Please note I have a new phone number...

512-517-2708

Alan Maki

Alan Maki
Doing research at the LBJ Library in Austin, Texas

It's time to claim our Peace Dividend

It's time to claim our Peace Dividend

We need to beat swords into plowshares.

We need to beat swords into plowshares.

A program for real change...

http://peaceandsocialjustice.blogspot.com/2013/03/a-progressive-program-for-real-change.html


What we need is a "21st Century Full Employment Act for Peace and Prosperity" which would make it a mandatory requirement that the president and Congress attain and maintain full employment.


"Voting is easy and marginally useful, but it is a poor substitute for democracy, which requires direct action by concerned citizens"

- Ben Franklin

Let's talk...

Let's talk...

Friday, December 28, 2012

Movement building key to real change.

Majority of Canadians support protests, demonstrations and movement building in order to achieve real change:

http://www.leaderpost.com/business/Canadians+support+grassroots+protests+like+Idle+More+poll/7750523/story.html

The "Idle No More" movement is picking up support.

We should all learn the simple fact that politicians don't care about phone calls, letters or petitions UNLESS they are part of movement building initiatives.

It is growing movements politicians take note of.

Letter I sent to the Frances Perkins Center

This is a letter I sent to the Frances Perkins Center in response to a newsletter I received from them:

Season's Greetings;

A couple points about the current Frances Perkins Center newsletter.

I have never been to the Center; but hope to visit it soon.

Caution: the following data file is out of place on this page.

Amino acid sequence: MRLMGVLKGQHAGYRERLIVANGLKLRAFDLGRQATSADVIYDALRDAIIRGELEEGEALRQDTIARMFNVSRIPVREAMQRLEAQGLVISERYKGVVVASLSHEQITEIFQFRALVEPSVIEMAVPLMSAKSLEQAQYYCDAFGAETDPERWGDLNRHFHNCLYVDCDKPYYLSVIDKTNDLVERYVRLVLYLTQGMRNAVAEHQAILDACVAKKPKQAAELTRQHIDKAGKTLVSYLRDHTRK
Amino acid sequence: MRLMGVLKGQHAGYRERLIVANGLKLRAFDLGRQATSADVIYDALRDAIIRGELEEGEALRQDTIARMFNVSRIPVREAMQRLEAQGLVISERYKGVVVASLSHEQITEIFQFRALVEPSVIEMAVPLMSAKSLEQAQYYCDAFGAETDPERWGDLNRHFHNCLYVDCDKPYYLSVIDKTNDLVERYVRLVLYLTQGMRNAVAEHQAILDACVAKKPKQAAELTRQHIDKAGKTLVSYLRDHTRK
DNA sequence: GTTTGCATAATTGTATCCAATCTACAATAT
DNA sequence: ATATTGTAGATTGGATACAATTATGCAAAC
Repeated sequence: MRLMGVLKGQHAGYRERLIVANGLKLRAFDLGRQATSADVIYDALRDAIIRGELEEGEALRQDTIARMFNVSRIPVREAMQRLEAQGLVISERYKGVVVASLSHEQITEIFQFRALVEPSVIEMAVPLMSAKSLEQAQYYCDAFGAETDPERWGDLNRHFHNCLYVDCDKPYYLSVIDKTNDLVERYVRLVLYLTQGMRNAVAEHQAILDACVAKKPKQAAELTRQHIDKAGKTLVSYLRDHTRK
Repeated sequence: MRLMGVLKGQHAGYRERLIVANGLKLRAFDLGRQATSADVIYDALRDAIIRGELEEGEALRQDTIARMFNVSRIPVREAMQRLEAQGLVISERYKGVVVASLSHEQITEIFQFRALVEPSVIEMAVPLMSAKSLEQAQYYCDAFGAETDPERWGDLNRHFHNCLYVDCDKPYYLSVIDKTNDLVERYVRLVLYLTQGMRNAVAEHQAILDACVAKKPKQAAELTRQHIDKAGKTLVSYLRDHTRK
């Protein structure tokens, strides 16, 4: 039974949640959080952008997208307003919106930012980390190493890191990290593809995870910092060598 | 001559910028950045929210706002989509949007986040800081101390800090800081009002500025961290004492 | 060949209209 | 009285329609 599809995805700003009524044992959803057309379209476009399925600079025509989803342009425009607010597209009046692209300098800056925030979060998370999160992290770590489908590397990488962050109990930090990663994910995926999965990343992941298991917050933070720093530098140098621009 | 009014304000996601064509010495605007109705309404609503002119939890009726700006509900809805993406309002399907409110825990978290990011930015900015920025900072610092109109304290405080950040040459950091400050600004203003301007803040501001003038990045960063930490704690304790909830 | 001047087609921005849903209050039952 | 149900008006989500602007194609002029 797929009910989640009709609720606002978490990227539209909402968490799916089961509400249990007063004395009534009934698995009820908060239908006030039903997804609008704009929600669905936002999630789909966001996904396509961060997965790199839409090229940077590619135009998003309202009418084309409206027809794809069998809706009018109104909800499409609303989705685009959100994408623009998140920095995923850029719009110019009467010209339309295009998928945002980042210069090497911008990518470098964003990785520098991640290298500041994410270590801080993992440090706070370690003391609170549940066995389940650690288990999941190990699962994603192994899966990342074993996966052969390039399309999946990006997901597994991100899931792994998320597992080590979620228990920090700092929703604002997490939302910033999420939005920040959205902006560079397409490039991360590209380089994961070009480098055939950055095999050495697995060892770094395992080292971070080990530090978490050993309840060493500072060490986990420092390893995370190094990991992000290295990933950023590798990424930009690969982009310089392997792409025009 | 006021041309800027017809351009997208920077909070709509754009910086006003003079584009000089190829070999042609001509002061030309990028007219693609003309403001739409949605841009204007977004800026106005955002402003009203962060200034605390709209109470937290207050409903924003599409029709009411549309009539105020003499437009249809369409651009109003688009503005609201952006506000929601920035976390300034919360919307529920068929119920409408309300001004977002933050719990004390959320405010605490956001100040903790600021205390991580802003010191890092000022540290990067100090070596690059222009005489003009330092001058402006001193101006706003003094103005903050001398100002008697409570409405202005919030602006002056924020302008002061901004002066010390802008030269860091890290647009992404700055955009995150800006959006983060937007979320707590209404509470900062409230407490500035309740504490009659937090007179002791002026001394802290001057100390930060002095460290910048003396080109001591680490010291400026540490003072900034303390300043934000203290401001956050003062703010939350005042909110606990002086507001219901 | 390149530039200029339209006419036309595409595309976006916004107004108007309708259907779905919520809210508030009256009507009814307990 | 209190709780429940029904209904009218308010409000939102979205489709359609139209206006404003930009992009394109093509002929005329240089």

You state the Center is on the "shores" of the river; I am wondering if "shores" is the correct term because usually people refer to the "shores" of rivers as "banks." A minor point.

However, a more important point is this: You keep failing to mention the tremendous people's movement that Perkins and FDR were "partnered" with in pushing through Social Security. In fact, Perkins was FDR's liaison of sorts to these powerful movements more properly called "The People's Front;" without all three, I doubt we would have Social Security today.

You also state:

"We are one of over three hundred organizations participating in the national Strengthen Social Security coalition; we have sponsored a number of educational forums, published a collection of essays on the history, financing and challenges of administering Social Security; and we continue to advocate for measures that will ensure that the “promise to all generations” made by Frances Perkins and Franklin D. Roosevelt will be kept."

This coalition really concerns me because it seems like many of your "coalition partners" have already stated their intent is to back whatever President Barack Obama does with the intent to protect Obama's political butt rather than defend Social Security from Obama's and the Democrat's initiated attacks on it.

As part of your "educational forums" on Social Security I hope you are pointing out that most Democrats in Congress and the existing labor federation, the AFL, did not support, but opposed Social Security.

I, and am sure many others, would be very disappointed with the Frances Perkins Center should you go along with ANY cuts at all to Social Security or its associated programs--- in fact, I think Frances Perkins would be insisting Social Security should be strengthened and expanded--- both its benefits and programs.

The only real way to put Social Security on a firm financial basis is: